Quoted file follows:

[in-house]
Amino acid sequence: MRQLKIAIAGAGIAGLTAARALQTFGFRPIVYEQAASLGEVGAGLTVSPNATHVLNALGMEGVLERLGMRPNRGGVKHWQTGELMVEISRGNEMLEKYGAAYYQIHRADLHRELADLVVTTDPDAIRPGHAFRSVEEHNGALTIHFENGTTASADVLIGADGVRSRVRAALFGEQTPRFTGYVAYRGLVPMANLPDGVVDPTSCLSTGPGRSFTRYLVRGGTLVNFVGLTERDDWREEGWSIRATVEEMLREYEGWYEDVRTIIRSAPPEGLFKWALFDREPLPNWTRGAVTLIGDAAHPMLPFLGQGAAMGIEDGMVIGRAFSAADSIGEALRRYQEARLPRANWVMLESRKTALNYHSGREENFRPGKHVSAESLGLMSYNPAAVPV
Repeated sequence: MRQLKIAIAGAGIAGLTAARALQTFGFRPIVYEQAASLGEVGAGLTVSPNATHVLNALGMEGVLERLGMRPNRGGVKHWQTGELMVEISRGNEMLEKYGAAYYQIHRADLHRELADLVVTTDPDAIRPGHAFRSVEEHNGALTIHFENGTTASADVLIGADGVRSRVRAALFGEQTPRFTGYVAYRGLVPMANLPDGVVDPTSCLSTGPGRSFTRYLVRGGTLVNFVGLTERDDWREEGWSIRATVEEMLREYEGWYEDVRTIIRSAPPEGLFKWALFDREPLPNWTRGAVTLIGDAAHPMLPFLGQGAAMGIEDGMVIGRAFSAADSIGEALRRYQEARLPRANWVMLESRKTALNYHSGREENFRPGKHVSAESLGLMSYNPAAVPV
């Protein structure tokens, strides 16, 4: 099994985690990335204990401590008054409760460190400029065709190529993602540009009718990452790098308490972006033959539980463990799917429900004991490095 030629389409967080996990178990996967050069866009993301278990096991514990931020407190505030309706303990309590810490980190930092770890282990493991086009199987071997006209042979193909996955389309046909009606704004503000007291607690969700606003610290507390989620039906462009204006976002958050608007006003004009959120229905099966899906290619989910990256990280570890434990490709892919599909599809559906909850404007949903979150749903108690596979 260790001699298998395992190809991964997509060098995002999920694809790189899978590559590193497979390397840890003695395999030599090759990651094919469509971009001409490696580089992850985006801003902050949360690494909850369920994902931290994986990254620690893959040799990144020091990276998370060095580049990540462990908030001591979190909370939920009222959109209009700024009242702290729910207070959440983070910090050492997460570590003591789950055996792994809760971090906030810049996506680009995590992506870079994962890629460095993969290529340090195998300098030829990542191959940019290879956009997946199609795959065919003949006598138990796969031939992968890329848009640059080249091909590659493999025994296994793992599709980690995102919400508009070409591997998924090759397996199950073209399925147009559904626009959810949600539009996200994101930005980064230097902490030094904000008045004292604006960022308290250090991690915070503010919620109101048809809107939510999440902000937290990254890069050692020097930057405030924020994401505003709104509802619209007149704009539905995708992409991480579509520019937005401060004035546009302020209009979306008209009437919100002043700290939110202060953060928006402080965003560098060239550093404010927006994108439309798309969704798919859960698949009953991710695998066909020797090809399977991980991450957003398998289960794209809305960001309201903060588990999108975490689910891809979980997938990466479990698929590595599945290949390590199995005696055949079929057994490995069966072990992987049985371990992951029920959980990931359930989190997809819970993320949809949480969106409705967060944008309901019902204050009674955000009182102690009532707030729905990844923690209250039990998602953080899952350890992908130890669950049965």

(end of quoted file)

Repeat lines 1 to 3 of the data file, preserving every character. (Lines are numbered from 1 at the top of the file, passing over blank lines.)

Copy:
[in-house]
Amino acid sequence: MRQLKIAIAGAGIAGLTAARALQTFGFRPIVYEQAASLGEVGAGLTVSPNATHVLNALGMEGVLERLGMRPNRGGVKHWQTGELMVEISRGNEMLEKYGAAYYQIHRADLHRELADLVVTTDPDAIRPGHAFRSVEEHNGALTIHFENGTTASADVLIGADGVRSRVRAALFGEQTPRFTGYVAYRGLVPMANLPDGVVDPTSCLSTGPGRSFTRYLVRGGTLVNFVGLTERDDWREEGWSIRATVEEMLREYEGWYEDVRTIIRSAPPEGLFKWALFDREPLPNWTRGAVTLIGDAAHPMLPFLGQGAAMGIEDGMVIGRAFSAADSIGEALRRYQEARLPRANWVMLESRKTALNYHSGREENFRPGKHVSAESLGLMSYNPAAVPV
Repeated sequence: MRQLKIAIAGAGIAGLTAARALQTFGFRPIVYEQAASLGEVGAGLTVSPNATHVLNALGMEGVLERLGMRPNRGGVKHWQTGELMVEISRGNEMLEKYGAAYYQIHRADLHRELADLVVTTDPDAIRPGHAFRSVEEHNGALTIHFENGTTASADVLIGADGVRSRVRAALFGEQTPRFTGYVAYRGLVPMANLPDGVVDPTSCLSTGPGRSFTRYLVRGGTLVNFVGLTERDDWREEGWSIRATVEEMLREYEGWYEDVRTIIRSAPPEGLFKWALFDREPLPNWTRGAVTLIGDAAHPMLPFLGQGAAMGIEDGMVIGRAFSAADSIGEALRRYQEARLPRANWVMLESRKTALNYHSGREENFRPGKHVSAESLGLMSYNPAAVPV